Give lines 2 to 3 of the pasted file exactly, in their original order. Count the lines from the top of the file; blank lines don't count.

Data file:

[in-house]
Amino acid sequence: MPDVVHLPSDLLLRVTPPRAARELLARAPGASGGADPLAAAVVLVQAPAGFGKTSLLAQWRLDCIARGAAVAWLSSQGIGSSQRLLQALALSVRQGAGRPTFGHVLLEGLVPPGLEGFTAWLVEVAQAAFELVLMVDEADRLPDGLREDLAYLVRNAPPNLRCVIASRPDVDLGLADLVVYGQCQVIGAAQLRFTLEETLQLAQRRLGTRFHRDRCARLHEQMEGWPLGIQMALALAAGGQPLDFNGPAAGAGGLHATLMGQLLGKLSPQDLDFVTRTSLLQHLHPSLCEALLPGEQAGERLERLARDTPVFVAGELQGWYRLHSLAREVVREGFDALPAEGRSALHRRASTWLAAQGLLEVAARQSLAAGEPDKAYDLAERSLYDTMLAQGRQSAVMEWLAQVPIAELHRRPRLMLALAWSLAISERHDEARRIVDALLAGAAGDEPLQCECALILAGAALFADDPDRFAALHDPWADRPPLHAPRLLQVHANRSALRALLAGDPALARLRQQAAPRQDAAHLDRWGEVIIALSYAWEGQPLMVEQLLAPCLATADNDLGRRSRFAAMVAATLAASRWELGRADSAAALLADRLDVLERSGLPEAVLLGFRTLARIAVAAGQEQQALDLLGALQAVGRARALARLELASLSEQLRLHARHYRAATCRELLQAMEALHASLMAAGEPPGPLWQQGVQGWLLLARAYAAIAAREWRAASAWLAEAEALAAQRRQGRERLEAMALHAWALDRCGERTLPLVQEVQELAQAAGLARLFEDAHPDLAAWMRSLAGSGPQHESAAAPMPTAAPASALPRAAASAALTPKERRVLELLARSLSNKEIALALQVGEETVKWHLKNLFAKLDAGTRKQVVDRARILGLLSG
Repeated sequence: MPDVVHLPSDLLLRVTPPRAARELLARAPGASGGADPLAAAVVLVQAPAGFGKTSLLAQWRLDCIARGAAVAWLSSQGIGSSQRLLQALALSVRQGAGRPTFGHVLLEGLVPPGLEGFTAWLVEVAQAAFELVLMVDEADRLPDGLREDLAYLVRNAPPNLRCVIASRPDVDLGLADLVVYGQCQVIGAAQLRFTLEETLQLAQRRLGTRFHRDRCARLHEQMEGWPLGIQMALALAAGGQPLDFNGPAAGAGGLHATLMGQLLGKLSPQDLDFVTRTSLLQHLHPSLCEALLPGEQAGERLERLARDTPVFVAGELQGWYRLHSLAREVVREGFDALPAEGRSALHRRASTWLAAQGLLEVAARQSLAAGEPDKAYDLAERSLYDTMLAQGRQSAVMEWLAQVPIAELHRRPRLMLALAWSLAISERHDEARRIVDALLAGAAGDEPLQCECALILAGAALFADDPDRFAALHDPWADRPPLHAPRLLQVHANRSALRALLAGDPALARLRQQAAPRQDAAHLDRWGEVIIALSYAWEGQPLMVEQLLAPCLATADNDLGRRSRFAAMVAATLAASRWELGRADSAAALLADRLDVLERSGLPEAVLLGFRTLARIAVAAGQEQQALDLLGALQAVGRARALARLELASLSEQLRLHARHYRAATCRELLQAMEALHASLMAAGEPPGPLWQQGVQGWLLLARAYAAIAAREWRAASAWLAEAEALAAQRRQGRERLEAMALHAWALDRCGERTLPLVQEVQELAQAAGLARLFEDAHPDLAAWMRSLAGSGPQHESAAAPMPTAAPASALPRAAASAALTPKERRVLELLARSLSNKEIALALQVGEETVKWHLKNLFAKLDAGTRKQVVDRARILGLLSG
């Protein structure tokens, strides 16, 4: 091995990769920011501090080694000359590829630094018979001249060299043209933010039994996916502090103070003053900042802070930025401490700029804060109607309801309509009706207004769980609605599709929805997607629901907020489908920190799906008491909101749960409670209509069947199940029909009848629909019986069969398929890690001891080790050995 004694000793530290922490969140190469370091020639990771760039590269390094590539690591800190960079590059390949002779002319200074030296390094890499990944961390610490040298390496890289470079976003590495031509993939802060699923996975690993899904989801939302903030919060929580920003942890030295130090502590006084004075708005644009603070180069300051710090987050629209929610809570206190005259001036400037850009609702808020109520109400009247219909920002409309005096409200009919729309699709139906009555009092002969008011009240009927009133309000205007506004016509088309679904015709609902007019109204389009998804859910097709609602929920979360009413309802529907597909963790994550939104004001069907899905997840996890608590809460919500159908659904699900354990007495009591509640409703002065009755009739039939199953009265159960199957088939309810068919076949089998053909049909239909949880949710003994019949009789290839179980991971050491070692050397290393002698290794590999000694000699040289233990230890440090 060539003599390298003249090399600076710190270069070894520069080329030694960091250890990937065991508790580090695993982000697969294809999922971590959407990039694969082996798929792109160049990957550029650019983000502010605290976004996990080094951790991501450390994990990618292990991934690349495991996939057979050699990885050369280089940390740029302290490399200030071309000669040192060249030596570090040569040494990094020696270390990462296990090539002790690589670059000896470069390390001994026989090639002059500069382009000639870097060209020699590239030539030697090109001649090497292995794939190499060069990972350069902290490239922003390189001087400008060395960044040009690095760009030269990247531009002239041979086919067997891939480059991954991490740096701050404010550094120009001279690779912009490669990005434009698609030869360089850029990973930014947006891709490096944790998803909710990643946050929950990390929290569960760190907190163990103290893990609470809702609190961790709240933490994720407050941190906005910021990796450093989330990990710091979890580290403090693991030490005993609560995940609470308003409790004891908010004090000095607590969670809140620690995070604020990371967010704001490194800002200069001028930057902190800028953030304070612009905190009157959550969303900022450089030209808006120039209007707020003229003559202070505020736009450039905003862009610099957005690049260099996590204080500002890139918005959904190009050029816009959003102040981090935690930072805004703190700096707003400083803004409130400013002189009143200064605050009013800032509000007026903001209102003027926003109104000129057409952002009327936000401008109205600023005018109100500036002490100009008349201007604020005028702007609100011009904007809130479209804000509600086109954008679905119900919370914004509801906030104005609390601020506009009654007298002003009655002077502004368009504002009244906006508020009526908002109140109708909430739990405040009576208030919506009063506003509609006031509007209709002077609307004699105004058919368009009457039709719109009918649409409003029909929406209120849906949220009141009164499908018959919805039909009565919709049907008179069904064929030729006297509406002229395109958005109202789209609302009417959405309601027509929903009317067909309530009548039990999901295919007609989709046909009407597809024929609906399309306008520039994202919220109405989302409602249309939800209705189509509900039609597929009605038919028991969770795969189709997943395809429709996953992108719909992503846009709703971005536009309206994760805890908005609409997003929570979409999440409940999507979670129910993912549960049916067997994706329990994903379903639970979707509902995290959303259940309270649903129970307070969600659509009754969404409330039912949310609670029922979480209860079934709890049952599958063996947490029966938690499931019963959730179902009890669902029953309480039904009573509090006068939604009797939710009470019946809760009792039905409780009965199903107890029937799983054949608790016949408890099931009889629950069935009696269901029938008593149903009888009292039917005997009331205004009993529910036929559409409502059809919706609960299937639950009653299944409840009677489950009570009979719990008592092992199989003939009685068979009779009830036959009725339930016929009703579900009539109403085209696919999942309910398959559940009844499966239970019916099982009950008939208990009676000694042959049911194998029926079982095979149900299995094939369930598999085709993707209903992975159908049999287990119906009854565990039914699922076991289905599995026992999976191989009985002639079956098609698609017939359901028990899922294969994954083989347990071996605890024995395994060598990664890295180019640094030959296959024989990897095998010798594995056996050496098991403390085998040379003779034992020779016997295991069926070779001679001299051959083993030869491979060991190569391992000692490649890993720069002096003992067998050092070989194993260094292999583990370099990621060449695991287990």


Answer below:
Amino acid sequence: MPDVVHLPSDLLLRVTPPRAARELLARAPGASGGADPLAAAVVLVQAPAGFGKTSLLAQWRLDCIARGAAVAWLSSQGIGSSQRLLQALALSVRQGAGRPTFGHVLLEGLVPPGLEGFTAWLVEVAQAAFELVLMVDEADRLPDGLREDLAYLVRNAPPNLRCVIASRPDVDLGLADLVVYGQCQVIGAAQLRFTLEETLQLAQRRLGTRFHRDRCARLHEQMEGWPLGIQMALALAAGGQPLDFNGPAAGAGGLHATLMGQLLGKLSPQDLDFVTRTSLLQHLHPSLCEALLPGEQAGERLERLARDTPVFVAGELQGWYRLHSLAREVVREGFDALPAEGRSALHRRASTWLAAQGLLEVAARQSLAAGEPDKAYDLAERSLYDTMLAQGRQSAVMEWLAQVPIAELHRRPRLMLALAWSLAISERHDEARRIVDALLAGAAGDEPLQCECALILAGAALFADDPDRFAALHDPWADRPPLHAPRLLQVHANRSALRALLAGDPALARLRQQAAPRQDAAHLDRWGEVIIALSYAWEGQPLMVEQLLAPCLATADNDLGRRSRFAAMVAATLAASRWELGRADSAAALLADRLDVLERSGLPEAVLLGFRTLARIAVAAGQEQQALDLLGALQAVGRARALARLELASLSEQLRLHARHYRAATCRELLQAMEALHASLMAAGEPPGPLWQQGVQGWLLLARAYAAIAAREWRAASAWLAEAEALAAQRRQGRERLEAMALHAWALDRCGERTLPLVQEVQELAQAAGLARLFEDAHPDLAAWMRSLAGSGPQHESAAAPMPTAAPASALPRAAASAALTPKERRVLELLARSLSNKEIALALQVGEETVKWHLKNLFAKLDAGTRKQVVDRARILGLLSG
Repeated sequence: MPDVVHLPSDLLLRVTPPRAARELLARAPGASGGADPLAAAVVLVQAPAGFGKTSLLAQWRLDCIARGAAVAWLSSQGIGSSQRLLQALALSVRQGAGRPTFGHVLLEGLVPPGLEGFTAWLVEVAQAAFELVLMVDEADRLPDGLREDLAYLVRNAPPNLRCVIASRPDVDLGLADLVVYGQCQVIGAAQLRFTLEETLQLAQRRLGTRFHRDRCARLHEQMEGWPLGIQMALALAAGGQPLDFNGPAAGAGGLHATLMGQLLGKLSPQDLDFVTRTSLLQHLHPSLCEALLPGEQAGERLERLARDTPVFVAGELQGWYRLHSLAREVVREGFDALPAEGRSALHRRASTWLAAQGLLEVAARQSLAAGEPDKAYDLAERSLYDTMLAQGRQSAVMEWLAQVPIAELHRRPRLMLALAWSLAISERHDEARRIVDALLAGAAGDEPLQCECALILAGAALFADDPDRFAALHDPWADRPPLHAPRLLQVHANRSALRALLAGDPALARLRQQAAPRQDAAHLDRWGEVIIALSYAWEGQPLMVEQLLAPCLATADNDLGRRSRFAAMVAATLAASRWELGRADSAAALLADRLDVLERSGLPEAVLLGFRTLARIAVAAGQEQQALDLLGALQAVGRARALARLELASLSEQLRLHARHYRAATCRELLQAMEALHASLMAAGEPPGPLWQQGVQGWLLLARAYAAIAAREWRAASAWLAEAEALAAQRRQGRERLEAMALHAWALDRCGERTLPLVQEVQELAQAAGLARLFEDAHPDLAAWMRSLAGSGPQHESAAAPMPTAAPASALPRAAASAALTPKERRVLELLARSLSNKEIALALQVGEETVKWHLKNLFAKLDAGTRKQVVDRARILGLLSG